The letter, printed Thursday by The Times of London, was signed by some of Britain’s most influential business leaders such as fashion designer Sir Terrance Conran, famed architect Lord Norman Foster, and Noble Laureate geneticist Paul Nurse.
“Many businesses backed the prime minister’s Brexit deal despite knowing that it was far from perfect,” the letter said but added that this “is no longer an option. The priority now is to stop us crashing out of the EU with no deal at all.”
“The only feasible way to do this is by asking the people whether they still want to leave the EU. With the clock now ticking rapidly before we are due to quit, politicians must not waste any more time on fantasies. We urge the political leadership of both the main parties to support a People’s Vote,” said the letter.
The businesses that signed the letter represent various industries and crafts, from the film and media industry to restaurants and catering services as well as other small businesses, all of them warning of the catastrophic results exiting the EU without a deal would have for the U.K.
Businessman Martin Dickinson said May had made an “honest attempt” to implement Brexit and now that her deal has been rejected, she should “withdraw Article 50” -- the part of the EU charter under which Britain is set to leave -- and work with parliament to find a way forward.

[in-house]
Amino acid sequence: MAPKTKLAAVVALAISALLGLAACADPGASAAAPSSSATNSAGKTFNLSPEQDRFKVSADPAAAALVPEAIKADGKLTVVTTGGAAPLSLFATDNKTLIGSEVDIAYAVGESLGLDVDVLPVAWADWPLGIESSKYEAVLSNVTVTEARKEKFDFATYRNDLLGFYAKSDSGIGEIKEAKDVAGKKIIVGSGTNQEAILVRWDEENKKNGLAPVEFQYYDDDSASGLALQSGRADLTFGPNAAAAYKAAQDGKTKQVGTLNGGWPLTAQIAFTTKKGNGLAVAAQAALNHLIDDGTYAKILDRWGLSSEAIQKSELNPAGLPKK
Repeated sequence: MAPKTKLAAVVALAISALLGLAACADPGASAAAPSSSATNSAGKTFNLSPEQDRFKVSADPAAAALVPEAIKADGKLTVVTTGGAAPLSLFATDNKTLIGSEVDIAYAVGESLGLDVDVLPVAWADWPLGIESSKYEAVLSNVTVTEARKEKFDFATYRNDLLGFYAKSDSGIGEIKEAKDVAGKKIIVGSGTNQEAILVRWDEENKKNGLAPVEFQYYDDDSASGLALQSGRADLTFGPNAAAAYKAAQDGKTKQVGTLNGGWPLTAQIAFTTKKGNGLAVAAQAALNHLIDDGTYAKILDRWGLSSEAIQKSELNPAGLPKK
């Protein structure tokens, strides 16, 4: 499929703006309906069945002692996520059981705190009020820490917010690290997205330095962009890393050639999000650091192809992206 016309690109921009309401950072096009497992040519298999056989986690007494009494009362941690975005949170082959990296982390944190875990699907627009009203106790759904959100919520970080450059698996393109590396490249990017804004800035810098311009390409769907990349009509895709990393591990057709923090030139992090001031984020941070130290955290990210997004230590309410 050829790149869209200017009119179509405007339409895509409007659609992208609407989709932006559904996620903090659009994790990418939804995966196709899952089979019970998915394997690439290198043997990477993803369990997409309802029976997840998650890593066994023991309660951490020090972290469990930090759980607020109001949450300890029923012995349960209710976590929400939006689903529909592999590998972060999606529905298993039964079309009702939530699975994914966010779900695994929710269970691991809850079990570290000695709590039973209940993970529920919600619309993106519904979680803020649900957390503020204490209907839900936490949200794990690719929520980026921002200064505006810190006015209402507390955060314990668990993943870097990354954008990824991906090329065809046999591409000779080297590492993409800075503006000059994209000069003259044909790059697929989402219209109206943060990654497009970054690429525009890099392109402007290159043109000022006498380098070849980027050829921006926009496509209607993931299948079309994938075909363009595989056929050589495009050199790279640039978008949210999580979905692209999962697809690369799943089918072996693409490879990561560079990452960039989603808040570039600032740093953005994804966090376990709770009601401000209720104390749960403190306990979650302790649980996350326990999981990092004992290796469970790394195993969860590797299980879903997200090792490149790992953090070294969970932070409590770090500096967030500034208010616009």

The announcement adds to growing calls for a second referendum and will up the pressure on Corbyn to back a public vote after having failed to oust the Conservatives from power in his vote of no confidence.
The letter also comes after the Confederation of British Industry warned that the U.K. resembled a “supertanker heading for the rocks” after Tuesday’s historic defeat and Mark Carney, the governor of the Bank of England, said that a delay in Brexit is a possibility.
On Tuesday, May sustained the heaviest parliamentary defeat of any sitting government after MPs voted in an overwhelming 432-202 majority against her Brexit deal with the EU.
The next day May’s government survived a vote of no confidence spearheaded by Corbyn, but the fate of Brexit remained very much in the air.